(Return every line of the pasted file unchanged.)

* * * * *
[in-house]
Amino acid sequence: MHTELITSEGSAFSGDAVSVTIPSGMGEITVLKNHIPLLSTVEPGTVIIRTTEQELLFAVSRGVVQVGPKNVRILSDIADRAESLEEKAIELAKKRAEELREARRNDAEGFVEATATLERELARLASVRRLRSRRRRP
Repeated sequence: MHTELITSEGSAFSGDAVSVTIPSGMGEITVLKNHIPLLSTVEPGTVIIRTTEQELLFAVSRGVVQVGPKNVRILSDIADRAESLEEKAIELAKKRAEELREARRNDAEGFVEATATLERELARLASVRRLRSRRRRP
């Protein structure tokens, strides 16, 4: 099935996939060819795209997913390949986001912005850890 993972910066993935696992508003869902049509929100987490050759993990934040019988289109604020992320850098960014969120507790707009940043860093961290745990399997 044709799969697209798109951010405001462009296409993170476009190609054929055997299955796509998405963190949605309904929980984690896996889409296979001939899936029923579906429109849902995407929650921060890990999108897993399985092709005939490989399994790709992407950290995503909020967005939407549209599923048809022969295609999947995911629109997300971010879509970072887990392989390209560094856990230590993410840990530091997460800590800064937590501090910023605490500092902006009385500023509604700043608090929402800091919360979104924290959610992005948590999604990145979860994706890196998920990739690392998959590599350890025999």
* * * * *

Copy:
[in-house]
Amino acid sequence: MHTELITSEGSAFSGDAVSVTIPSGMGEITVLKNHIPLLSTVEPGTVIIRTTEQELLFAVSRGVVQVGPKNVRILSDIADRAESLEEKAIELAKKRAEELREARRNDAEGFVEATATLERELARLASVRRLRSRRRRP
Repeated sequence: MHTELITSEGSAFSGDAVSVTIPSGMGEITVLKNHIPLLSTVEPGTVIIRTTEQELLFAVSRGVVQVGPKNVRILSDIADRAESLEEKAIELAKKRAEELREARRNDAEGFVEATATLERELARLASVRRLRSRRRRP
């Protein structure tokens, strides 16, 4: 099935996939060819795209997913390949986001912005850890 993972910066993935696992508003869902049509929100987490050759993990934040019988289109604020992320850098960014969120507790707009940043860093961290745990399997 044709799969697209798109951010405001462009296409993170476009190609054929055997299955796509998405963190949605309904929980984690896996889409296979001939899936029923579906429109849902995407929650921060890990999108897993399985092709005939490989399994790709992407950290995503909020967005939407549209599923048809022969295609999947995911629109997300971010879509970072887990392989390209560094856990230590993410840990530091997460800590800064937590501090910023605490500092902006009385500023509604700043608090929402800091919360979104924290959610992005948590999604990145979860994706890196998920990739690392998959590599350890025999």